I don’t have that much experience with annotating, but I think that it will be a good way for me to grasp what I just read and get a better understanding for it. Sometimes when I read I tend to lose focus and I feel like it will be beneficial for me to start writing things I find important in the margins or to highlight key details. After reading over these tips I am going to do my best to incorporate some over these strategies into future readings that I will do.

  23. Nate Vickers

    Annotation is not something I as a reader do often enough. I enjoy reading for leisure and going out of the way to tear up the page with my own thoughts almost seems like a cutting into the enjoyment factor of reading, even if I get more out of it. Obviously in an academic setting it would make sense to annotate more but I almost have this predetermined idea that if I’m annotating it, I’m not enjoying it. In conclusion, I only really annotate when I need to whereas for leisure I avoid trying to do it.

  24. Emily Dupler

    My current reading strategies are kind of non-existent. I haven’t had a chance to read that much over the summer because of how busy it was, but now that school has started back up I am beginning to pick back up on some of those strategies. I think I mainly really try and focus on what I am reading and tend to re-read sentences and paragraphs multiple times to try and deeply understand what is being read. A new reading strategy I would like to implicate as I read would be to take notes on interesting things and write down questions and concerns I have. As far as annotating, I have never actually had to annotate text before but know the general context of the word. I feel like I have had to do it for an English class before and just wasn’t told directly what it was.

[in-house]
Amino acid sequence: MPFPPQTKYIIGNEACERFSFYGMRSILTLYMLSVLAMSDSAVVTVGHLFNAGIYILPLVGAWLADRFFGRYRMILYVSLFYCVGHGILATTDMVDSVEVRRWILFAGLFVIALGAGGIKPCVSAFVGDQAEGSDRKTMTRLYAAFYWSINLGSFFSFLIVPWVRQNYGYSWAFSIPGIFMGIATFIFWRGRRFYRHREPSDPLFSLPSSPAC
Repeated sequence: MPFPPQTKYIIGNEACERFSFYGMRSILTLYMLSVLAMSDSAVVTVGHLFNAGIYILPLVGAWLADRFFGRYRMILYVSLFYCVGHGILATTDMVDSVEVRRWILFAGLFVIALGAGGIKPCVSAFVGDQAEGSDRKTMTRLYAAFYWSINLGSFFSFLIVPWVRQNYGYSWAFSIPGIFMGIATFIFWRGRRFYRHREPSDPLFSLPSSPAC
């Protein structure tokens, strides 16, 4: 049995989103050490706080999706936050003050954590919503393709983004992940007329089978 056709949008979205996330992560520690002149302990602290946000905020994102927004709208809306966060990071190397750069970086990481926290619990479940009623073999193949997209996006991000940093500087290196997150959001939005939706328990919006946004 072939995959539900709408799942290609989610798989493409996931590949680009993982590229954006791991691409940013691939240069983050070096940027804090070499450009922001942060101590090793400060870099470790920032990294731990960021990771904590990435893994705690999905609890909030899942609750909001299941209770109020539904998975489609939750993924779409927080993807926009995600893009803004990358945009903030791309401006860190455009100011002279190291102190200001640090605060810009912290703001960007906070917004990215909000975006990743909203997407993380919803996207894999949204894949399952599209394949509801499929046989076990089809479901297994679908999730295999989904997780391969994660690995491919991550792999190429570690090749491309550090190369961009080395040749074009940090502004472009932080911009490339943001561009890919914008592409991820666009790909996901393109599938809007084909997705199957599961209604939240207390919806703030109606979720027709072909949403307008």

25. Sara Dupont

    Typically I don’t enjoy reading and I only read when something is assigned. When I do have an assignment I normally do not annotate at all. Maybe highlight a few things or circle words I don’t know, but I never explain why they are highlighted or end up looking up the deffiniton of the word so it becomes pointless. To change these habits, in the future I will plan to write the reason for highlighting what I did next to the text and make sure to mark and look up words that I do not know. This should help to improve my overall understanding of what I am reading.

  26. Megan McLaughlin

    My reading habits aren’t that great for educational texts; when annotating I mostly underline the important information and I occasionally jot down my own opinions. I don’t typically read in my free time either because it’s hard for me to remain interested. I would like to make more connections while I read and also ask more questions to stay engaged in what I’m reading since I tend to lose focus often.

  27. Liam Darcy

    I find I struggle with reading when I just jump into it without getting any background
    information. I find myself often reading passages and when I get to the end, I need to read it again to really understand it. Annotating helps me a lot with retaining the information and even I forget it after I am done, I can always look back at my notes to find information easily. One technique I am going try to put to use immediately is to ask questions. I feel that if I can ask questions in the margins I will be able to read it more critically and retain the information better.